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BREATHE EASY

Who are the CDC’s new guidelines really for?

Jen Psaki arrives to speak in the James S Brady Press Briefing Room at the White House, after the inauguration of Joe Biden as the 46th President of the United States
REUTERS/Tom Brenner
Americans are ready to lose their masks.

On April 27, the US Centers for Disease Control (CDC) relaxed its rules for mask use outdoors, telling vaccinated Americans they could shed their protective coverings when outdoors alone, with members of their own households, or in small gatherings with other vaccinated individuals.

President Joe Biden hailed the new mandate as a milestone in the effort to resume normal daily activity, noting the new mask rules as another good reason to get vaccinated.

Still, while US Democrats and Republicans alike cheered the loosened guidelines, the new rules suffer from a single, glaring flaw: They’re unclear and, arguably, confusing. Like those in the early days of the pandemic, such vague rules leave the work of determining what activities are safe to the average person.

Americans, if Twitter was any indication, were left confused and annoyed by the new guidelines. “Now if you’re fully vaxxed you can go outside with no mask on,& wear it inside or where [there’s] larger groups of people.I know info changes as we learn more. But, many unvaxxed will lie about it. I [don’t] trust them. My mask is my friend. It stays on,” one twitter user said.

The CDC’s new guidelines fell short of encouraging fully vaccinated Americans to shed their masks in the places many of us have avoided for more than a year: large, populated indoor spaces such as casinos and churches. This is sensible given that such indoor activities offer a low (but still present) risk of infection if people follow social distancing rules. But it’s confusing since the CDC had already told vaccinated folk they could gather indoors with members of their households, even if a few members hadn’t received a vaccine.

If read literally, this latest update seems to be lauding the safety of activities we already knew to be safe. Studies suggest the vast majority of Covid-19 transmission happens indoors; the loosened guidelines for outdoor activities hiking, walking, biking, and picnics are old hat. Those trying to make sense of the CDC’s conflicting advice might wonder how unmasked, unvaccinated people are safe at an outdoor gathering, but not at an outdoor restaurant, or at a sporting event with reduced seating, considering the changes to mask usage would only affect vaccinated Americans in these more intimate settings.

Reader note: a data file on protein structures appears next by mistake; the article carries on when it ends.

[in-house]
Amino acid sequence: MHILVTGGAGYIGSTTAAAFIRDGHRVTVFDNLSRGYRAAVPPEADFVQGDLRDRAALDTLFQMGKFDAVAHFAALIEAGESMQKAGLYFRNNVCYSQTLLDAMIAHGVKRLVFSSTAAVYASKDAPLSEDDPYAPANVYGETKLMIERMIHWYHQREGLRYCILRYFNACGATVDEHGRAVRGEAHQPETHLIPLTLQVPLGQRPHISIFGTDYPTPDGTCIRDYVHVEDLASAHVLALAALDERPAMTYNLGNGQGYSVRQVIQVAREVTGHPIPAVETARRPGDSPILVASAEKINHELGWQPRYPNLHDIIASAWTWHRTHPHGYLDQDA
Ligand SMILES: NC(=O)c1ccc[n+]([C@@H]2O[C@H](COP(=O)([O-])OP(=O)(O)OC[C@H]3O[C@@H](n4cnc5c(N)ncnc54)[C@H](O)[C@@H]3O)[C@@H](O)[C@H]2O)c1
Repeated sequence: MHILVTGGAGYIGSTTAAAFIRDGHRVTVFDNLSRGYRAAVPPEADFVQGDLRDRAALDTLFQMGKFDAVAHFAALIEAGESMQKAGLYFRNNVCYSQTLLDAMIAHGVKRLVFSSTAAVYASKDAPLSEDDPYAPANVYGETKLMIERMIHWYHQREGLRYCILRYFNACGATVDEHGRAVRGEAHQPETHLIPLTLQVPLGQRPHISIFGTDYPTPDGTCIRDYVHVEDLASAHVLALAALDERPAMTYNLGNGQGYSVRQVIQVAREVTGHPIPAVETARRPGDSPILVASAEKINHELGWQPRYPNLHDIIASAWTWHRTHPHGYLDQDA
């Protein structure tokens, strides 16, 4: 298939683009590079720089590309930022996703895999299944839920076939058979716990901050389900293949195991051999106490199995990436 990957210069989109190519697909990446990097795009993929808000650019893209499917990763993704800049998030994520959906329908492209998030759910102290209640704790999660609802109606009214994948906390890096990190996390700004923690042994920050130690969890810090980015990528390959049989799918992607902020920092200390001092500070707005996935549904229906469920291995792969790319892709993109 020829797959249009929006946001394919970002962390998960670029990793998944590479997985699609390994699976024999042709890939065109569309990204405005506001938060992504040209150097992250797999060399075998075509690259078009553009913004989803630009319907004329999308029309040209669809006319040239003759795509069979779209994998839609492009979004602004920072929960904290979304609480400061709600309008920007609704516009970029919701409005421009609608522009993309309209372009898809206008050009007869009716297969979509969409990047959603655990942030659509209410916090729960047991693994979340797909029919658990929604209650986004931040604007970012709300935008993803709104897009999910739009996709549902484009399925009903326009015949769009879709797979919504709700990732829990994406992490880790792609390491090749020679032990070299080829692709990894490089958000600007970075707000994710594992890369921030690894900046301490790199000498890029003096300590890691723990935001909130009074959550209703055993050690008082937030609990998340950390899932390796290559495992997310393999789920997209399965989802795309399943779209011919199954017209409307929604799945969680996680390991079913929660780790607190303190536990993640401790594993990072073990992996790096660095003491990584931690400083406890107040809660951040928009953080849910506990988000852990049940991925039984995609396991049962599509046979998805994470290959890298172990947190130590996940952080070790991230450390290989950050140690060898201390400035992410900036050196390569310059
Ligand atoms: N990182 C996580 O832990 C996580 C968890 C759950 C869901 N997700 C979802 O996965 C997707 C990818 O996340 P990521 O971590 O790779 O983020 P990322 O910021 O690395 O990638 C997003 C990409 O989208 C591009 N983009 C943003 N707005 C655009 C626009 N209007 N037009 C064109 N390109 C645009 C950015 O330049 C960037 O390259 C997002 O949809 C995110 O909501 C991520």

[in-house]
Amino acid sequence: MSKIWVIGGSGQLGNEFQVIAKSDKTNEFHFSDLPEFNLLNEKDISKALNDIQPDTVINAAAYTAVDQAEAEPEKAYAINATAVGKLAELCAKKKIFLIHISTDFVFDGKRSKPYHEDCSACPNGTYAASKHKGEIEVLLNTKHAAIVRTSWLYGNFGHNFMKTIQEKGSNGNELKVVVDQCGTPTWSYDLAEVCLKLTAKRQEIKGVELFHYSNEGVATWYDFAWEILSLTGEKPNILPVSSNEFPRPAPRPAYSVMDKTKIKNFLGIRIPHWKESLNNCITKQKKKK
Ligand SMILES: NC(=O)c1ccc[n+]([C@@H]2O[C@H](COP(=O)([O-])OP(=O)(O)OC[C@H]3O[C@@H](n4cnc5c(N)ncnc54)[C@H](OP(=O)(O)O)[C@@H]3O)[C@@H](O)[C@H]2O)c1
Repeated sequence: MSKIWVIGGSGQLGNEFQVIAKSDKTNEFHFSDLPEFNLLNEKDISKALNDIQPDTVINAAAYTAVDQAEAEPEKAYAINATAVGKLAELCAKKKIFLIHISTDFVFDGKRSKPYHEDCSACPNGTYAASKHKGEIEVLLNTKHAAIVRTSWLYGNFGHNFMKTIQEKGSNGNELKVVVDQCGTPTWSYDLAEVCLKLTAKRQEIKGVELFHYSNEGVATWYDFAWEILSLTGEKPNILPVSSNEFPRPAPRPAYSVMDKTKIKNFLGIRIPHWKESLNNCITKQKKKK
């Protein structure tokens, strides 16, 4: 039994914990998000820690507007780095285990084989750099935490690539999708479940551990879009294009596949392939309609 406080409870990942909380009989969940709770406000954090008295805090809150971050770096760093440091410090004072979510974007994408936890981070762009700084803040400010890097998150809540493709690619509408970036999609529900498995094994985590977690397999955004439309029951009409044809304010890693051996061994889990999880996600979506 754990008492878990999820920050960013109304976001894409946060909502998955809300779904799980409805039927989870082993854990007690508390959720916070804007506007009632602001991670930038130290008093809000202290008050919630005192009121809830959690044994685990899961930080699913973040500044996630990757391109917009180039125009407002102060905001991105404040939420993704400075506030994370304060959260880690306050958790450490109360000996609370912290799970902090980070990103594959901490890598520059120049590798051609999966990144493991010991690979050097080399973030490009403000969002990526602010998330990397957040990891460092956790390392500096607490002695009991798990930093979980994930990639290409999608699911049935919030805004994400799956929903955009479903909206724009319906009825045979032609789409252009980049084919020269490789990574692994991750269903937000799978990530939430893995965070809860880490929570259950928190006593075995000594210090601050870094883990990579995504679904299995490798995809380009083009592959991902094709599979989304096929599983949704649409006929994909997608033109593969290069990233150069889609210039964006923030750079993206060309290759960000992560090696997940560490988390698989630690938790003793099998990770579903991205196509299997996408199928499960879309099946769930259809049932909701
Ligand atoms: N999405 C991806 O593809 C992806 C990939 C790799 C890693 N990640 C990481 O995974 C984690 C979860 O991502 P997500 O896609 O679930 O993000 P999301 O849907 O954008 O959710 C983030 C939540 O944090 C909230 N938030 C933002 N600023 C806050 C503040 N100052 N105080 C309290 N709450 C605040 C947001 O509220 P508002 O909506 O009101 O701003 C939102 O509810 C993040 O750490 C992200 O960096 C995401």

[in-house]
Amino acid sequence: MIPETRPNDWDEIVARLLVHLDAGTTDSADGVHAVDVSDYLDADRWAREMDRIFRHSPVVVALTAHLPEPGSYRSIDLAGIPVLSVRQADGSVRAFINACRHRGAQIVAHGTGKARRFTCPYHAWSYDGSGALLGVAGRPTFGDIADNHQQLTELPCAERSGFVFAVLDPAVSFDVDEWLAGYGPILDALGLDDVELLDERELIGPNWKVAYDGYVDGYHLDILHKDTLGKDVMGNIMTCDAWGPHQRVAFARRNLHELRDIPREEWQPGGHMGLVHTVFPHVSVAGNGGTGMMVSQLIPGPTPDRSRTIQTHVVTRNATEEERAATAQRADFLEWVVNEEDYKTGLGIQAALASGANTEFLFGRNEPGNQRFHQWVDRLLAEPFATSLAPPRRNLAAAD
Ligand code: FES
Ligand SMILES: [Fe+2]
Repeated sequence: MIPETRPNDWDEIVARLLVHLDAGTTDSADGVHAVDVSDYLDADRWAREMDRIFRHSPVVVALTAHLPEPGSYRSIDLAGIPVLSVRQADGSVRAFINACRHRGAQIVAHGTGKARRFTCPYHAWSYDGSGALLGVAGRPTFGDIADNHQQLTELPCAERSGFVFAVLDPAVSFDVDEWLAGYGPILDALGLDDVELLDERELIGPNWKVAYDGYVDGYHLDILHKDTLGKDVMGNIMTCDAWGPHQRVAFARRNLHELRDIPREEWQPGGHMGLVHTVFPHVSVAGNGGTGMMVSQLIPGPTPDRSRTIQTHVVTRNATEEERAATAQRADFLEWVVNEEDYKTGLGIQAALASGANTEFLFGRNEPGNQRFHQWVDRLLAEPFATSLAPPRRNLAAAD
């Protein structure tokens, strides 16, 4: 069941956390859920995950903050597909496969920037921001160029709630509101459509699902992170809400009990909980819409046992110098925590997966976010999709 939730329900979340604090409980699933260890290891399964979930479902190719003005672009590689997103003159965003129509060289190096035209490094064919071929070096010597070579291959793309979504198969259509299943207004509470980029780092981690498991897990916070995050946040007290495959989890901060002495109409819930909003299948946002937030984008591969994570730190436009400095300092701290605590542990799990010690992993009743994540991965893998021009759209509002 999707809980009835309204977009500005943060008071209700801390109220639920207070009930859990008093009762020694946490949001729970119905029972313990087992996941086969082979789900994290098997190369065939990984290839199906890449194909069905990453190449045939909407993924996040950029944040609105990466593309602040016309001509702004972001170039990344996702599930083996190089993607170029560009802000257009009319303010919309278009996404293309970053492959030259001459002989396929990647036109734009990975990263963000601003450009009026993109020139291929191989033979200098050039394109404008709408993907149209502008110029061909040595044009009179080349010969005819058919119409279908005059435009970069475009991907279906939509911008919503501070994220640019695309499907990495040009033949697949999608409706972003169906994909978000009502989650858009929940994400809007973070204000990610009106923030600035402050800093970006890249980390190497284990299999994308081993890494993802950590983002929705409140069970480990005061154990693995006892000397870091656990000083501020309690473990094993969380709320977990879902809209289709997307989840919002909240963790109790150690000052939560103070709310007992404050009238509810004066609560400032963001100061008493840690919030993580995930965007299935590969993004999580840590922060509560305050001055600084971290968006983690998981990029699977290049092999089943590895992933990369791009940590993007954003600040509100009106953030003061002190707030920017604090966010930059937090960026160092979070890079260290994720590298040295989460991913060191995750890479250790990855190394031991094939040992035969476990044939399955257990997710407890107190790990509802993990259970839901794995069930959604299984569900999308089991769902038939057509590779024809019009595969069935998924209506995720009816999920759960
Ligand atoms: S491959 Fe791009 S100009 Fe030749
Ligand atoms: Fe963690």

The announcement included a color-coded chart for unvaccinated Americans, which shows it’s “safest” to be unmasked in certain settings—contrary to most people’s understanding that a mask is recommended everywhere (in some parts of the country, of course, not wearing a mask has long been the default even among unvaccinated people).

Leading aerosol expert Linsey Marr suggested she’d need “a cheat sheet with all these different stipulations” when she spoke to the New York Times after the announcement. Though the new guidelines could ”give people a break when the risk is extremely low,” as Marr told the Times in a separate interview, the lack of access to backing science, and the confusing nature of some of the changes compared to older rules are likely to leave room for confusion, if not confrontation.

And yet, some have found this incremental move towards normal life to be freeing. Maryland governor Larry Hogan announced that people in his state no longer needed their masks outdoors regardless of vaccination status, though he strongly encouraged continued mask usage for those without vaccinations. New York governor Andrew Cuomo called the new rules ‘liberating,” according to the New York Post, which interviewed a handful of New Yorkers grateful to be maskless in public.

“The CDC guidelines aren’t confusing,” New York resident Mason Clifford told the Post, adding “people need to stop bitching and move on with their lives.”

Though Covid-19 cases are going down—the US is averaging less than 55,000 cases a day, a significant drop from a few weeks prior—the confusing guidelines may lead to sticky situations for grocery store clerks, convenience store cashiers, and other service workers as they continue to ask the maskless to wear one while they shop indoors.

While Democratic and Republican governors and lawmakers have reacted differently to the pandemic, both have acknowledged the less than ideal situation caused by the pandemic while openly bidding patience until normal life resumes. The CDC’s guidelines, previous versions of which have been rejected by GOP lawmakers, large corporations, and even a few Democrats, have now empowered states to announce new, relaxed social guidelines ahead of a summer of boosted economic activity.

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